Northeastern University School of Law’s NuLawLab is an innovation laboratory that exists to imagine, design, test, and implement pioneering approaches to providing legal information, legal services, and legal education. Led by a full-time executive director, full time program developer/content curator, and a part-time project coordinator, the NuLawLab seeks outcomes that advance the democratization of law by:
• partnering with individuals and communities to identify unmet legal needs and design responsive solutions;
• cultivating knowledge and experiences from multiple disciplines and social perspectives to shed new insight on barriers to legal empowerment; and
• transforming legal education to create new means of connecting people to law, legal information, and legal services.
What makes NuLawLab different from other legal innovation initiatives is our focus on joining the power of community-designed solutions with the insight derived from multi-disciplinary collaboration. We believe a community-based approach can make legal services, institutions and programs more responsive to human needs and, therefore, more successful by engaging the community “end user” as an active participant in surmounting legal, social and educational challenges. We are proud that the NuLawLab is the only law school laboratory to receive a mention in the American Bar Association’s new video promoting access-to-justice innovations.
An example of our initial project work with community demonstrates our approach. With the anticipated passage of Massachusetts’ Domestic Workers’ Bill of Rights, the NuLawLab recently provided three upper level law students with the opportunity to work alongside the Brazilian Immigrant Center and the MIT Center for Civic Media, in a project led by Studio REV-, to develop a creative legal information hotline. Outcomes became a key component of REV’s Project Nanny Van, a public art project featuring a roving resource connecting workers and employers to pathways promoting fair labor practices. For the NuLawLab, this was an opportunity to partner with socially-engaged media artists to enliven and expand legal outreach and services to those in need by applying media design principles to our exploration of legal information delivery. Our work with this community has now been scaled out into Connecticut, where we are deploying our expertise in storytelling and new media to give domestic workers a voice in the legislative process, as well as a visible platform from which to build public momentum towards passage of the Connecticut Domestic Workers Bill of Rights.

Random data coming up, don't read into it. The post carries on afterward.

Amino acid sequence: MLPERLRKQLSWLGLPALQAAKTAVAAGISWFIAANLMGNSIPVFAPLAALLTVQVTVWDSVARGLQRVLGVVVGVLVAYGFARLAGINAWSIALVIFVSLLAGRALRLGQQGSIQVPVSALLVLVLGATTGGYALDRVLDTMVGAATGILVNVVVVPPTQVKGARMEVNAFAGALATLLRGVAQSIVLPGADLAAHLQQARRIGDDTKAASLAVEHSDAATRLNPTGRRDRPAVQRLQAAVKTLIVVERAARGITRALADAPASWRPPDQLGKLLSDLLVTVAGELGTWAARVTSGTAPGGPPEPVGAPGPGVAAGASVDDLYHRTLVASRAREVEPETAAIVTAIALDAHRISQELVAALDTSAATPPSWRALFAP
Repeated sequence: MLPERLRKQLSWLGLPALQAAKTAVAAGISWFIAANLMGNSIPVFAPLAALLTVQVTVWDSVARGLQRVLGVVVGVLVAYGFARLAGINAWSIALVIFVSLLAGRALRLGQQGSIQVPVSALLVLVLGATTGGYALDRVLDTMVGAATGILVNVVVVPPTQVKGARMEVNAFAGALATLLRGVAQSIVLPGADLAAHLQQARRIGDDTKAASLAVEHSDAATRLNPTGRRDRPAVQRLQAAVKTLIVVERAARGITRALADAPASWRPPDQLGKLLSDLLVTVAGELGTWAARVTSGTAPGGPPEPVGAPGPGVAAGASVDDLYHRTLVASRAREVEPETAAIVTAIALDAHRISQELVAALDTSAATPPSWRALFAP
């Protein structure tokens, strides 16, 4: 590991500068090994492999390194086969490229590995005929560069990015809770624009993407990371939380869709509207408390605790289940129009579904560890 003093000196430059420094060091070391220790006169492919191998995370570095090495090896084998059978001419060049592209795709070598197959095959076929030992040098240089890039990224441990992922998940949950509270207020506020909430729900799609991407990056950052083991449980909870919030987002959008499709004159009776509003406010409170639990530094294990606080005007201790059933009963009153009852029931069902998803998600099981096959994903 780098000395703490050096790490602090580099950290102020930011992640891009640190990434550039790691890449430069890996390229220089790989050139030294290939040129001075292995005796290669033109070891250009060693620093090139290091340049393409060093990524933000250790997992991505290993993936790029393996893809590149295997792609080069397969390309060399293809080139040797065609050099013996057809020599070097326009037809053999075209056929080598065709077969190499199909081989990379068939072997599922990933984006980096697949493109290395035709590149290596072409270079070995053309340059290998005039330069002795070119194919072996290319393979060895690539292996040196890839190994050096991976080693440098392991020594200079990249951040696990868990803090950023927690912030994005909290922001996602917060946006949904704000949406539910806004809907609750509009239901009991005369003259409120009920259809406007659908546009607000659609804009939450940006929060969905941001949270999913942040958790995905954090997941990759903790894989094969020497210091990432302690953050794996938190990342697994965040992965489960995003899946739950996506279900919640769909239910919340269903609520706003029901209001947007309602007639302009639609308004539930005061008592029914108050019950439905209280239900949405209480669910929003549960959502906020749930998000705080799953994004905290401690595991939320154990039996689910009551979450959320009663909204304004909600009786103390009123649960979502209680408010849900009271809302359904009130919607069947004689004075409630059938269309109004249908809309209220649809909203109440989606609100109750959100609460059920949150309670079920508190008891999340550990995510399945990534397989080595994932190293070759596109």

To enhance our community efforts, we continue to grow a robust network of internal and external cross-disciplinary collaboration partners. Internally at Northeastern University, the lab is partnering with Professor of Sociology Liza Weinstein to study the impact of access to legal information and services on housing security in India, and is joining the University’s Game Design program to create an interactive gaming tutorial that will give self-represented individuals training and experience in basic courtroom advocacy skills. Externally, we are joining efforts underway by faculty from Roger Williams University School of Law and the law firm DeLuca & Weizenbaum to develop and launch an innovative, holistic non-profit public interest law center dedicated to expanding the availability of affordable legal services to underserved communities in Rhode Island.
Design Thinking and Other Tools
The NuLawLab applies a variety of structured creative processes, including “design thinking” — a term coined by David Kelley, founder of California-based design firm IDEO and Stanford’s d.school — to describe a process that brings together what is desirable from a human point of view with what is technologically feasible and economically viable. It allows those who are not trained as designers to use creative tools to address a vast range of challenges. In short, it aims to make institutions and programs more responsive to human needs and, therefore, more successful. The NuLawLab is employing these creative processes to explore issues as essential as curriculum reform and its assessment, professional development, organizational and economic structuring, community interaction and access, and communication among constituencies. The NuLawLab encourages individuals and institutions to participate flexibly, collaborate broadly, experiment thoughtfully, innovate boldly, think creatively and, ultimately, transform legal education and practice.